Find hidden jobs or keep competing with millions the old-fashioned way.
You apply for a job, send your resume, but you never hear back. You may even make it to the interview stage, it seems like it went well, and then — crickets.
You know that you have the skills to get in the door, but for some reason, you stall out when it comes to getting the offer. It’s super frustrating, and you can’t help but wonder why.
If you’re hoping for extraordinary results, you need to stop using traditional job hunting methods. You will never find the best hidden jobs, if you do what everyone else does.
The flawed traditional approach
Earlier this year, Suzie Welch interviewed Dick Costolo to talk about what it takes to get hired by one of the top companies. She mentioned that Google receives over 1 million job applications each year, and most of those come from people who are contacting the company cold or just applying online.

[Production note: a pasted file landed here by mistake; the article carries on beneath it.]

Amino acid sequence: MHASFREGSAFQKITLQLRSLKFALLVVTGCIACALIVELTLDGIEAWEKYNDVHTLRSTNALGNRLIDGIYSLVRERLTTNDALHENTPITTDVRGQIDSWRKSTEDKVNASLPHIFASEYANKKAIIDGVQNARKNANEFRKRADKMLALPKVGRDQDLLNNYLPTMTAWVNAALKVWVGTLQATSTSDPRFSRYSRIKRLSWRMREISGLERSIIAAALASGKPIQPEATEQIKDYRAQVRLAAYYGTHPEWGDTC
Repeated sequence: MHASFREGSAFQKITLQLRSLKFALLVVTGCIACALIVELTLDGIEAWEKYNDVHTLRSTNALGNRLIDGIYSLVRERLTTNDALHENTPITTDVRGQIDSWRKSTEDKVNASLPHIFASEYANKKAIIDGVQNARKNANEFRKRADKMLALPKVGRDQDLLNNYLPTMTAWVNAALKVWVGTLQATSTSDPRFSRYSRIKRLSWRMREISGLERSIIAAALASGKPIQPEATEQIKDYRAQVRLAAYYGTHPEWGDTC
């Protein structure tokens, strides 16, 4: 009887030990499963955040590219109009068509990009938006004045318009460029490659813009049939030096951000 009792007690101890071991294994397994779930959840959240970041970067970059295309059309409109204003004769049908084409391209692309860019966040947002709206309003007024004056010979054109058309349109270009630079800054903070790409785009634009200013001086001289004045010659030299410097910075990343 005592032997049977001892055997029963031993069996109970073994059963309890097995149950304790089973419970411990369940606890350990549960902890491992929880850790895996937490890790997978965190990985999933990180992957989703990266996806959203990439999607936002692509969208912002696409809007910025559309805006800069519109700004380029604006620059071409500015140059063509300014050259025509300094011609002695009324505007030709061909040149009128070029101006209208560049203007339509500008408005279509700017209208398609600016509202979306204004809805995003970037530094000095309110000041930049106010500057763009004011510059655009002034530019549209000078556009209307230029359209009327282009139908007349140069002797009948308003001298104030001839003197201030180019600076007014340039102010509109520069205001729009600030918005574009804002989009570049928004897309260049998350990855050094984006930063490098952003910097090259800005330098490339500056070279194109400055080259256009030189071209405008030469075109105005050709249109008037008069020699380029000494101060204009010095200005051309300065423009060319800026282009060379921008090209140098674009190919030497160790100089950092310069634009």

With only ~975 job openings in the U.S., guess how successful those million people are in landing one of them?
“…that’s generally not how people get hired at Google, or Amazon, or any of the big tech companies. Nobody gets a job by clicking a button.” — Dick Costolo
Therein lies the biggest problem with following the rules. The system is designed to filter you out, not let you in. That’s what happens when there is a supply and demand mismatch. You don’t even get a chance to get noticed or stand out.
The answer is to stop playing by the rules. Stop focusing on the posted jobs that everyone else is lining up for too. Instead, tap into the hidden job market.
For almost two decades during my corporate career in Silicon Valley at IBM, Apple Computer, eBay, and Yahoo, I never followed the traditional approach. I always had an internal champion who brought me in warm, and many of the jobs were “hidden.”